Huawei Mate 40 Pro Impressions

Is Huawei your mate yet? The company certainly hopes so. Their Mate series represents the first look at the latest that the company can offer in a smartphone and the trend continues with the new Huawei Mate 40 Pro.

Armed with their latest Kirin 9000 chipset, the Huawei Mate 40 Pro is set to be the standard going forward for the company’s products for the upcoming year ahead.

We’ve had the opportunity to try out the new phone over the course of a week, and we can present our overall impressions of the device.

New year, New Mate

Huawei Mate 40 Pro: Screen

As a series that comes out yearly, it would have been easy to stick to the design that has already been established for the Mate line. After all, Apple has been getting away with doing it for years.

But Huawei has decided to iterate instead for the Mate 40 Pro. It is a different take for the phone but still very much “Mate-like”, having retained some design aspects from the previous line-up, namely that huge circular camera bump.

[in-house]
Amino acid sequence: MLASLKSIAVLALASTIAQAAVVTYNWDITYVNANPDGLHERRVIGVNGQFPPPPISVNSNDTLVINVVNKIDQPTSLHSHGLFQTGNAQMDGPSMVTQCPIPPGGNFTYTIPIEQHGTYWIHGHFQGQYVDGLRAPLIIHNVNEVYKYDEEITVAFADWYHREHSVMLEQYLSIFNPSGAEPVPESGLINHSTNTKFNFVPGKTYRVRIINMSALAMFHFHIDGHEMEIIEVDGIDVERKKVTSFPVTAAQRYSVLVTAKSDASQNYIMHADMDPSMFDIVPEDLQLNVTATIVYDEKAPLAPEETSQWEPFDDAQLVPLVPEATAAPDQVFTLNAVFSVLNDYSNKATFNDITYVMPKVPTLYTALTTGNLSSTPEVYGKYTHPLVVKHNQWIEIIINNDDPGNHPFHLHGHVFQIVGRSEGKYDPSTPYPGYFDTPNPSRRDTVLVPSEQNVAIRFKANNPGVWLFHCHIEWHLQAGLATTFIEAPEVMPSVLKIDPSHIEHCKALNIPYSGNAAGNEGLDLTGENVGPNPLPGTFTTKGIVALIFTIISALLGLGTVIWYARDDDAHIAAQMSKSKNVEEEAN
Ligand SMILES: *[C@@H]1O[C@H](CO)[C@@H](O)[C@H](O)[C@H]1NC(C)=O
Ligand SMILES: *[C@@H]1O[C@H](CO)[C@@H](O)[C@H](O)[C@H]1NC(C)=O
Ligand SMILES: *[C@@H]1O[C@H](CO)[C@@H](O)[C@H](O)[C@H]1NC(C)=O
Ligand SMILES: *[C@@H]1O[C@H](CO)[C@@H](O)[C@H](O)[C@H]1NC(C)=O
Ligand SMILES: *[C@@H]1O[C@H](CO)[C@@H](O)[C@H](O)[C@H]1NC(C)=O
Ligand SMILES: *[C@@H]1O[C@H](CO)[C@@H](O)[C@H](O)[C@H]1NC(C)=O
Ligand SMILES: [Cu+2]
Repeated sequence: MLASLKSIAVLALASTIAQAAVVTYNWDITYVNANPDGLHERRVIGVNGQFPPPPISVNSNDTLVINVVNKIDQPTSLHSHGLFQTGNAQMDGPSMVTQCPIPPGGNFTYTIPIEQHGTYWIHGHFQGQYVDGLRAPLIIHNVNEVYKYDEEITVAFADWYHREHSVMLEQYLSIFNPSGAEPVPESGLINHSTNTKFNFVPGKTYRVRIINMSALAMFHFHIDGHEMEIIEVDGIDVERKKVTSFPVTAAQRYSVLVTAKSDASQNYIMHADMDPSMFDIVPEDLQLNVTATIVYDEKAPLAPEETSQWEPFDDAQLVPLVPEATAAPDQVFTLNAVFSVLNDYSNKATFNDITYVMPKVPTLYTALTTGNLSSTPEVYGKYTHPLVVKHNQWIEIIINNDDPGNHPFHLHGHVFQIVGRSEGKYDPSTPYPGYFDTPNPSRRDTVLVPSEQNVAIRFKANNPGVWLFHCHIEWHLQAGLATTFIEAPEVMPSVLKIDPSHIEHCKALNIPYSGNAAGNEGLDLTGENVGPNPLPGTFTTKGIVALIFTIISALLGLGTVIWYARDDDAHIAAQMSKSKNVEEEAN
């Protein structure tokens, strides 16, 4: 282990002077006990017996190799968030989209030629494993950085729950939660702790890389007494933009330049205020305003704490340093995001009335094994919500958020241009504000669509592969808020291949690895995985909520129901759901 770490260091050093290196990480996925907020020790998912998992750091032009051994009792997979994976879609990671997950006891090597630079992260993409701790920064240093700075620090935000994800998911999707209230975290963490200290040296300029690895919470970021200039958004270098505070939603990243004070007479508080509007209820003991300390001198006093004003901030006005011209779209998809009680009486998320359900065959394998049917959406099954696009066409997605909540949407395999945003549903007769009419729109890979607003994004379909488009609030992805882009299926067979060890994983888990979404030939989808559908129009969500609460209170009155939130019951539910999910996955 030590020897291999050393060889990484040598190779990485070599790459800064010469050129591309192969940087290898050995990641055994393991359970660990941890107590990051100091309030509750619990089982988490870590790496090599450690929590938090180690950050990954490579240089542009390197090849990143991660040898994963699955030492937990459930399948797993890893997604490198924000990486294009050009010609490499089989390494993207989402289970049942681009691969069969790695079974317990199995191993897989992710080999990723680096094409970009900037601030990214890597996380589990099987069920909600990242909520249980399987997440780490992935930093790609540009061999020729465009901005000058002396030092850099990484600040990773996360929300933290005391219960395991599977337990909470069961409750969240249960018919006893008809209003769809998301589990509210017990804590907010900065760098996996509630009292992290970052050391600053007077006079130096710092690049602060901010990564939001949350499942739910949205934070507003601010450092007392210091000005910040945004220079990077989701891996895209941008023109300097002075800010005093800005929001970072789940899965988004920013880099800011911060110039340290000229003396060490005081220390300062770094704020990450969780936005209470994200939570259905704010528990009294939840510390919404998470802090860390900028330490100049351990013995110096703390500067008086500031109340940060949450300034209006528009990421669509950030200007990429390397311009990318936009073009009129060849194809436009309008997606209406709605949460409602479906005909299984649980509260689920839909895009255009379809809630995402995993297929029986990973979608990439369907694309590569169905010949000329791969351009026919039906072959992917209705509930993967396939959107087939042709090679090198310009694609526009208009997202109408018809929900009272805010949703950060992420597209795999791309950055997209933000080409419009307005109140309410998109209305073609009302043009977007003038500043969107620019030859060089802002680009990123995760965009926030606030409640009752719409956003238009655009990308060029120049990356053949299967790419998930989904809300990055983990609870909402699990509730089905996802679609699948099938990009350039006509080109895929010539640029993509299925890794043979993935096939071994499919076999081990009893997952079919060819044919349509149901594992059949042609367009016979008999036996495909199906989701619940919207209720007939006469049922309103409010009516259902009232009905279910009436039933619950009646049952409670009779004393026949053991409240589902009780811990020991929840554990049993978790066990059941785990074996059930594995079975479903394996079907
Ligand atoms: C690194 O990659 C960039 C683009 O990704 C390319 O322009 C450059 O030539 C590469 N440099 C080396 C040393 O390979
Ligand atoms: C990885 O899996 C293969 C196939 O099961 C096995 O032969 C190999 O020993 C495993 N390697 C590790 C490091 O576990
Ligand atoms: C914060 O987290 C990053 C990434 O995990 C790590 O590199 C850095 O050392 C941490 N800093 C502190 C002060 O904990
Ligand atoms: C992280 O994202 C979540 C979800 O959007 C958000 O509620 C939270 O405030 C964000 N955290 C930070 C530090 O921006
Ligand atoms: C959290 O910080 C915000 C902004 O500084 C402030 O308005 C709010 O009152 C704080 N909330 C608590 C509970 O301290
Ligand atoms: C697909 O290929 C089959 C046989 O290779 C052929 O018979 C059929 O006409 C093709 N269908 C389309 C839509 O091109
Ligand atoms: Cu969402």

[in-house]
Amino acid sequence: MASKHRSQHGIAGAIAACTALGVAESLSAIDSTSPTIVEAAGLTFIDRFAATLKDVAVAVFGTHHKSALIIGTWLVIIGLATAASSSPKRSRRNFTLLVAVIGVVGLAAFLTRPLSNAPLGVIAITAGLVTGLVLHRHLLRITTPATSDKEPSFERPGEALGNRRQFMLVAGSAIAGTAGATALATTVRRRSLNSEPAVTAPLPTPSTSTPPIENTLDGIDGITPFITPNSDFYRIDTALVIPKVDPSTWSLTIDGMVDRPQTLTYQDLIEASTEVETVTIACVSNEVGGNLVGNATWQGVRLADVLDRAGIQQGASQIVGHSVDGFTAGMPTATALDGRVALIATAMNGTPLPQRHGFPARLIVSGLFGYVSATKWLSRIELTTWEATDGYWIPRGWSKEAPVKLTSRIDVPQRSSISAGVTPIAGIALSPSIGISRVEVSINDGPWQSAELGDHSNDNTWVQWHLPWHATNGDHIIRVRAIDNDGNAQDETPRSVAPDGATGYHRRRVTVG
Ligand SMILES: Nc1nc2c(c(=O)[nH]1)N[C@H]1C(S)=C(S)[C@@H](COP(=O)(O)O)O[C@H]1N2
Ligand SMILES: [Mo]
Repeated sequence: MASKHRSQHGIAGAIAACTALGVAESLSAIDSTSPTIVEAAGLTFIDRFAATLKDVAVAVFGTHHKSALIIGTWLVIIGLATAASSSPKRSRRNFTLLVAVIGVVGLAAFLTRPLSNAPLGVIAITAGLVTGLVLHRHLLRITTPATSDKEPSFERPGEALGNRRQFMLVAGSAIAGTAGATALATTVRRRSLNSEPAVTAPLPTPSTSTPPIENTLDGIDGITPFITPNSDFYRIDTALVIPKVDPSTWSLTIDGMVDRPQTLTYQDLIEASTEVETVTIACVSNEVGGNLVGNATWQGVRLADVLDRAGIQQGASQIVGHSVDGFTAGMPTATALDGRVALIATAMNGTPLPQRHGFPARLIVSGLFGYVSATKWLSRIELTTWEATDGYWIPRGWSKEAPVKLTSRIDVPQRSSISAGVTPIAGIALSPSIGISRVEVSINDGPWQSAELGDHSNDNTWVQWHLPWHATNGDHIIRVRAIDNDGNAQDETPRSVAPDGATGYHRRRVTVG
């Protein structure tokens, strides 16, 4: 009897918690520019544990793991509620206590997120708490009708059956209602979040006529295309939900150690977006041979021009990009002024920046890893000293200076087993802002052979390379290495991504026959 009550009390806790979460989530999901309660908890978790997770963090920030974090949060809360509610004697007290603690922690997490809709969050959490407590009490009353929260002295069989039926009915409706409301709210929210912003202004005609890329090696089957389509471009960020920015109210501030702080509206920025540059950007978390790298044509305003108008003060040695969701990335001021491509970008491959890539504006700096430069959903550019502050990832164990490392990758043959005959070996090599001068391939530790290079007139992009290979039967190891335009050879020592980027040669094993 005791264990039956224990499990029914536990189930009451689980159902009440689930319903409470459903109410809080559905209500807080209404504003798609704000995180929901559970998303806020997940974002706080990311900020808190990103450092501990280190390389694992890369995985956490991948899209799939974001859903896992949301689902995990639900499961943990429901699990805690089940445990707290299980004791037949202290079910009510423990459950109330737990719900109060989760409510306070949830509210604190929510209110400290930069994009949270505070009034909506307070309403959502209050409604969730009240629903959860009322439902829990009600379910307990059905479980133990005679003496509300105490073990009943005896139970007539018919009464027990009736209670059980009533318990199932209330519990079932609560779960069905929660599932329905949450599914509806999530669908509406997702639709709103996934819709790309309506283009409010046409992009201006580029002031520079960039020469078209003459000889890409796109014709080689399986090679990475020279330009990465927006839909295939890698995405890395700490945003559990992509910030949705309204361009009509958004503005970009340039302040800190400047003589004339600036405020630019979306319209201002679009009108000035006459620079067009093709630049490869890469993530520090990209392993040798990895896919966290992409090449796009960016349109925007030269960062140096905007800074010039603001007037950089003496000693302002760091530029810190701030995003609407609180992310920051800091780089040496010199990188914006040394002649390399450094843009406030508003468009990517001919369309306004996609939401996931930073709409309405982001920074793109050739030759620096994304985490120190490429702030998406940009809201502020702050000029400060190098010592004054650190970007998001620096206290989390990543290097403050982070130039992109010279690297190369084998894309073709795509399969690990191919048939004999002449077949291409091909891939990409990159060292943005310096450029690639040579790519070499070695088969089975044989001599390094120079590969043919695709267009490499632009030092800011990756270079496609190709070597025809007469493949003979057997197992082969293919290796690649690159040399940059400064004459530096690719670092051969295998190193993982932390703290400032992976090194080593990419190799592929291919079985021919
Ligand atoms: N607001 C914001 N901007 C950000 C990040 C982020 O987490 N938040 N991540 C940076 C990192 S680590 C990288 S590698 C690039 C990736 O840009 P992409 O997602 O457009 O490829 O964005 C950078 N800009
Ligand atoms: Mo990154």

For starters, the Huawei Mate 40 Pro is a little bit larger than its predecessor, increasing to 6.76-inches for its display. They’re still able to include a curved-edge display even with that size increase, and it is even more curved than usual — even parts of the on-screen keyboard roll off the screen. 

Huawei Mate 40 Pro: Curved-edge Display
The curved-edge display bends even the letters on the keypad

Truth be told, I’m not the biggest fan of it, even if it does make the phone “bezel-less”. It is somewhat off-putting to read text when it is curved over the edge which the phone sometimes does for certain sites. Sometimes things should not be too curved. 

But size isn’t the only thing that has changed; the phone has also changed to be more rounded at the edges, which helps in terms of holding the device.

Its display also does away with having a notch for its front camera system, instead opting to use a “pill” camera implementation that Huawei’s very own P40 Pro+ has done as well. I’m quite indifferent to notches myself and having the front cameras this way makes the device look sleeker in my opinion. 

While at the back the main cameras are still housed within a circle, their placement is flipped. Instead of being enclosed within a smaller circle, the four cameras are now situated around the ring area — a Space Ring design as Huawei calls it.